2004 Topps Tribute, #43 - Mel Ott
If you're not familiar with Ott's career then do yourself a favor and check out the stats for this lifetime New York Giant and member of the 500 home run club. I'm most impressed with his counting stats and how many times he cracked the century mark in runs scored, runs batted in, and walks drawn.
1982 TCMA Baseball's Greatest Hitters, #20 - Harry Heilmann
Harry Heilmann was a 0.342 hitter and logged an OPS of 0.930 during a seventeen year career spent mostly with Detroit. Heilmann's nickname was Slug, and although he may have ran like one he sure didn't hit like one. Four times in his career he batted over 0.390, each time leading the AL.
1992 Conlon, #563 - Paul Waner
Paul Waner, aka Big Poison, swatted only nine, but he went on to win the NL MVP award.
|Back of the Conlon card.|
2003 Upper Deck SP Legendary Cuts, #24 - Chief Bender
Chief Bender, son to a white father and Native American mother, was the pitcher Connie Mack counted on to win the big game during the Philadelphia Athletics' early dynasty. Due to nagging injuries, Bender never cracked 300 innings like most star pitchers did during the Dead Ball Era, but he possessed a knack for coming through in the clutch. He was one of the early trailblazers in an all-white baseball world.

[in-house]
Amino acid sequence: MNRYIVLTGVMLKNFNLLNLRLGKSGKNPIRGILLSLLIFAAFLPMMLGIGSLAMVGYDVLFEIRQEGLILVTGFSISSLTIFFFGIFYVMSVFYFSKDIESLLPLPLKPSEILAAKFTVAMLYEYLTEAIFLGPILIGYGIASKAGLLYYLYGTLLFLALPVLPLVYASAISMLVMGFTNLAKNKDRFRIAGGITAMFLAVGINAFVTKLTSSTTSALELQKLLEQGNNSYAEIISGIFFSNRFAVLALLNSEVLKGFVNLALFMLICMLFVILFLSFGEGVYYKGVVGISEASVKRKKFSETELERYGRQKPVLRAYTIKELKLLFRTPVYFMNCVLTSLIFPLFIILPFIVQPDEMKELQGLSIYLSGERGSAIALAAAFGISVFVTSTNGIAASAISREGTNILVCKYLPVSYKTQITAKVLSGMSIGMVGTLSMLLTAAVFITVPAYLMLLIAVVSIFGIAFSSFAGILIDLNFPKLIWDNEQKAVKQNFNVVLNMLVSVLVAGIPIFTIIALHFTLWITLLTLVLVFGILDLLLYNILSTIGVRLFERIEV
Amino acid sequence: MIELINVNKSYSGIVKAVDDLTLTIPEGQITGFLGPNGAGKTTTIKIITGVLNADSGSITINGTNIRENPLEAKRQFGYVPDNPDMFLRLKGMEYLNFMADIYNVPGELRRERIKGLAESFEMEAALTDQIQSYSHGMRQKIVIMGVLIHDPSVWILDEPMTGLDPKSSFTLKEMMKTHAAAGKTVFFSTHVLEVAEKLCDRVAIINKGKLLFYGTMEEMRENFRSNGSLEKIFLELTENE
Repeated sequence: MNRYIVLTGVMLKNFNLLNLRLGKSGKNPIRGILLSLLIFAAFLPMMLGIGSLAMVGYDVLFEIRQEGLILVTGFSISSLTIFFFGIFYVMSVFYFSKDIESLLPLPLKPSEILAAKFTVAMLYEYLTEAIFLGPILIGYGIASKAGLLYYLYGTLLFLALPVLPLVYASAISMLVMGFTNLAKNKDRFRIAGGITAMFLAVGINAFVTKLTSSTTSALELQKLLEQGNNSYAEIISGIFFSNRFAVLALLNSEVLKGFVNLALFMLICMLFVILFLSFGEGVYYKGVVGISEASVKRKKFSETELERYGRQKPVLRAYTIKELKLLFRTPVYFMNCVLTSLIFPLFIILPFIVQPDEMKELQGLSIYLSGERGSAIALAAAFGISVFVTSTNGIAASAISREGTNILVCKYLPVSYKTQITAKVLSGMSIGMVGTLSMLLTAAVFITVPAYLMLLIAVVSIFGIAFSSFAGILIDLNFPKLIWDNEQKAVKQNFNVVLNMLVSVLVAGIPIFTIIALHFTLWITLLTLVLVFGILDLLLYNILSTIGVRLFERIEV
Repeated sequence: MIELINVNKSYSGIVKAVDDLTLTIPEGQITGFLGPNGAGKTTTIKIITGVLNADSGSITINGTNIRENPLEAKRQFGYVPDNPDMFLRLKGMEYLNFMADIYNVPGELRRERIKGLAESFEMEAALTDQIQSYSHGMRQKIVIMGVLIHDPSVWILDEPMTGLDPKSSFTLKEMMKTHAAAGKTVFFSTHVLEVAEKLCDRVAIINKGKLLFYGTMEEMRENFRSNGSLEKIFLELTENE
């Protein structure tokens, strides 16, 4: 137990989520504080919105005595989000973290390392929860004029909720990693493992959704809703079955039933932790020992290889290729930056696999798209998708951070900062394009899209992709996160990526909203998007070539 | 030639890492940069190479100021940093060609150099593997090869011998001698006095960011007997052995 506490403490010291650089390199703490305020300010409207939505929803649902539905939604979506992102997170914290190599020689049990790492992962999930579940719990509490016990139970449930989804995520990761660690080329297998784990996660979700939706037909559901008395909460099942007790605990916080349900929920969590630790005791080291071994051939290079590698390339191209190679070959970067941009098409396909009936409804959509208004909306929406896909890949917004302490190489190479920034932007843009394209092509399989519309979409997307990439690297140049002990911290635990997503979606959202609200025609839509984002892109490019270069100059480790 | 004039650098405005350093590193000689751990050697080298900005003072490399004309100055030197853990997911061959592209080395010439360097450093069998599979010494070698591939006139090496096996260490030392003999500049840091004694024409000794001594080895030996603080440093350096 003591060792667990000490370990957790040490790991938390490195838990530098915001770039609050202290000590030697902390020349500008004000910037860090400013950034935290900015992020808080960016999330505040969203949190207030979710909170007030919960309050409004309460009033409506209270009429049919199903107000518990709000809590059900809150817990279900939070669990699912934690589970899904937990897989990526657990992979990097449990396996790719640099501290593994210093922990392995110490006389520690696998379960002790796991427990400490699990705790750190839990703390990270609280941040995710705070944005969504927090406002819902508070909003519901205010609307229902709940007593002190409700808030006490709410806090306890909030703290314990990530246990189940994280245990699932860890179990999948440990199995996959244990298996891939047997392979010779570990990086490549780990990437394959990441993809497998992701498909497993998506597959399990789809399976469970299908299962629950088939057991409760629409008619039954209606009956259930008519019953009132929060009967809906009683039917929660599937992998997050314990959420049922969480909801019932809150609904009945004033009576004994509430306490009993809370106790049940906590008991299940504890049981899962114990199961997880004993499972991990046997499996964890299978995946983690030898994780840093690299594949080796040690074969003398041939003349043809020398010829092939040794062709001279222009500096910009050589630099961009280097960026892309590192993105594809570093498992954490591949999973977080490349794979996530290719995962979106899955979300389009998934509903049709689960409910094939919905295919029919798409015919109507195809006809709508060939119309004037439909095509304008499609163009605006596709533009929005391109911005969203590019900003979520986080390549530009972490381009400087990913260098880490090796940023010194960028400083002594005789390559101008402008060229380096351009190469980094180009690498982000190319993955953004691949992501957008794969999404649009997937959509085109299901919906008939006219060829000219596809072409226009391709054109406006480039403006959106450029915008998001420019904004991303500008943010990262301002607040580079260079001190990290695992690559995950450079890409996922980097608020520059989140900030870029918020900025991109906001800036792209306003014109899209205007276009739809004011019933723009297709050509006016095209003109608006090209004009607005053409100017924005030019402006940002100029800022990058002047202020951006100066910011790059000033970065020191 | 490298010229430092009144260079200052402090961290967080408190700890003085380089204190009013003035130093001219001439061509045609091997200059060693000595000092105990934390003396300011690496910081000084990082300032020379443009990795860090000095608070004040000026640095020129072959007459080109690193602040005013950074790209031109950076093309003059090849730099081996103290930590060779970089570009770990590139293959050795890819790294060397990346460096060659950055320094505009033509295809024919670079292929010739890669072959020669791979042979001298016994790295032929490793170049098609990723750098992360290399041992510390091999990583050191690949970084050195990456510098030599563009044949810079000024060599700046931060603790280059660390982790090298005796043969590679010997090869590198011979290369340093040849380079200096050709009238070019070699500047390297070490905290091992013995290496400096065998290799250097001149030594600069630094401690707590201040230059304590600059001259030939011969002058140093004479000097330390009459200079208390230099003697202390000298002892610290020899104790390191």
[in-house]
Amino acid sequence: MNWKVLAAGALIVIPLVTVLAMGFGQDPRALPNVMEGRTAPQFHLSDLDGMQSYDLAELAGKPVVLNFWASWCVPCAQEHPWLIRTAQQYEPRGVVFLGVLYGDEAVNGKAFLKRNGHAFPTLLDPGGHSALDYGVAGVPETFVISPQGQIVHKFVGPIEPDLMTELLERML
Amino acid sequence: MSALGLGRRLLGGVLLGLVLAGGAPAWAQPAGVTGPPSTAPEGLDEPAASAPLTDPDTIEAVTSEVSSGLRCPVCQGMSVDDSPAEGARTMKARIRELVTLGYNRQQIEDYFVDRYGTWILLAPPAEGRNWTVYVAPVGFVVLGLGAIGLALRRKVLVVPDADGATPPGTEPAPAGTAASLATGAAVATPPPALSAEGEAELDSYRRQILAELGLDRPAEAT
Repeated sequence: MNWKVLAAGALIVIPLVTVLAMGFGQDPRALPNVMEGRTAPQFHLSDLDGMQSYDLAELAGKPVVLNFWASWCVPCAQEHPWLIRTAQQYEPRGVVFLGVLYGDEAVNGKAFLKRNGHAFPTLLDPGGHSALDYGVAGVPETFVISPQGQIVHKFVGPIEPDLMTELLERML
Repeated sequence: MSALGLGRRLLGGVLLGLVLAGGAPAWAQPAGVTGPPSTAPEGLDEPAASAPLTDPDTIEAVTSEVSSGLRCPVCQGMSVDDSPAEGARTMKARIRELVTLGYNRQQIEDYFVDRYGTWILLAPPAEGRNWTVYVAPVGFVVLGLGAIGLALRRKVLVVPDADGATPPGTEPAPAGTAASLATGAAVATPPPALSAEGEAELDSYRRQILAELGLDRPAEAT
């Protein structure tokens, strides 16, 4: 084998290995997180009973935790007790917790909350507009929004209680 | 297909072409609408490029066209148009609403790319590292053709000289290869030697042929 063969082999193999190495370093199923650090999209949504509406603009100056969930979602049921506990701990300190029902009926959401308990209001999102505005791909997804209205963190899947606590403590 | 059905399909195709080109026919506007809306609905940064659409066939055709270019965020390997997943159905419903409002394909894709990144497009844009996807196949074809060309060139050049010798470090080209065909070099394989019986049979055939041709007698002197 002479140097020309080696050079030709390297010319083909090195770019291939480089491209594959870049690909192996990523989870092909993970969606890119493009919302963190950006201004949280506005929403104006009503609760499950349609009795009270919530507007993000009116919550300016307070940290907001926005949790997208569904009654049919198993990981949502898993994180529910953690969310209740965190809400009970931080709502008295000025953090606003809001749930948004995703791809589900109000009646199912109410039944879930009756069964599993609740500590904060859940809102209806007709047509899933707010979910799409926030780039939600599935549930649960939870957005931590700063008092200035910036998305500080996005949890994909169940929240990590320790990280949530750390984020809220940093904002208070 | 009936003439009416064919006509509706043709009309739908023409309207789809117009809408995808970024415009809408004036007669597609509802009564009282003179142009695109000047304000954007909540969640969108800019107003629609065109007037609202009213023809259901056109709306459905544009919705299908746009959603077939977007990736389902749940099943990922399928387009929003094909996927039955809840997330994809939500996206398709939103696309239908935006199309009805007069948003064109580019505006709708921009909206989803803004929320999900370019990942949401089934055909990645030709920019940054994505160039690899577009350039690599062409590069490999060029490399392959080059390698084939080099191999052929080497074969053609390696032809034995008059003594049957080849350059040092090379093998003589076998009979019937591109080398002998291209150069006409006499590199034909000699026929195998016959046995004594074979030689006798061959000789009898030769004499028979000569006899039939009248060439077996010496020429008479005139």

1990 Swell Baseball Greats, #6 - Dizzy Dean
Dizzy Dean. He led the league in strikeouts during four of those seasons, innings during three, and wins during two different seasons. Dean also finished as the runner-up for the MVP award twice and won it in 1934. He was known for a larger than life persona and was never at a loss for words. Dean started to have arm issues during his age 27 season and lasted parts of five more seasons, but never again cracked the 100 inning mark before retiring.
2012 Panini Cooperstown, #156 - Al Simmons
Al Simmons was a 0.334 lifetime hitter who hit 307 home runs just when they started to become en vogue. He was a complete hitter who could hit for average and for power, which often put him in the mix for most valuable player. He never won an MVP award, but don't hold that against him as he played in the same league as Ruth and Gehrig.
1980 TCMA Baseball Immortals, #69 - Bobby Wallace
Bobby Wallace's career started in 1894 as a pitcher for the Cleveland Spiders when he was twenty years old. In 1897 he switched to third base and hit 0.335, which was his career high batting average. He would play primarily at short for the duration of his twenty-five year career. Wallace played during the Dead Ball Era and the career 0.268 hitter only belted more than four home runs in a season once.
My favorite card on this page is the colorized short print Panini Cooperstown card of Al Simmons. Black and white photos are nice, but I really enjoy a parallel of a base card that does something more than just change the border color.
The card I would like most to upgrade would be the Conlon card of Big Poison. Baseball and nicknames have been intertwined forever, but sometimes I confuse Little Poison for Big Poison. Find me a card that says "Paul Waner" on the front and I'll be happy!
Thanks for stopping by for a look at this week's page. Next week we'll take a look at Joltin' Joe and the fella who hit the Homer in the Gloamin'. Stay tuned!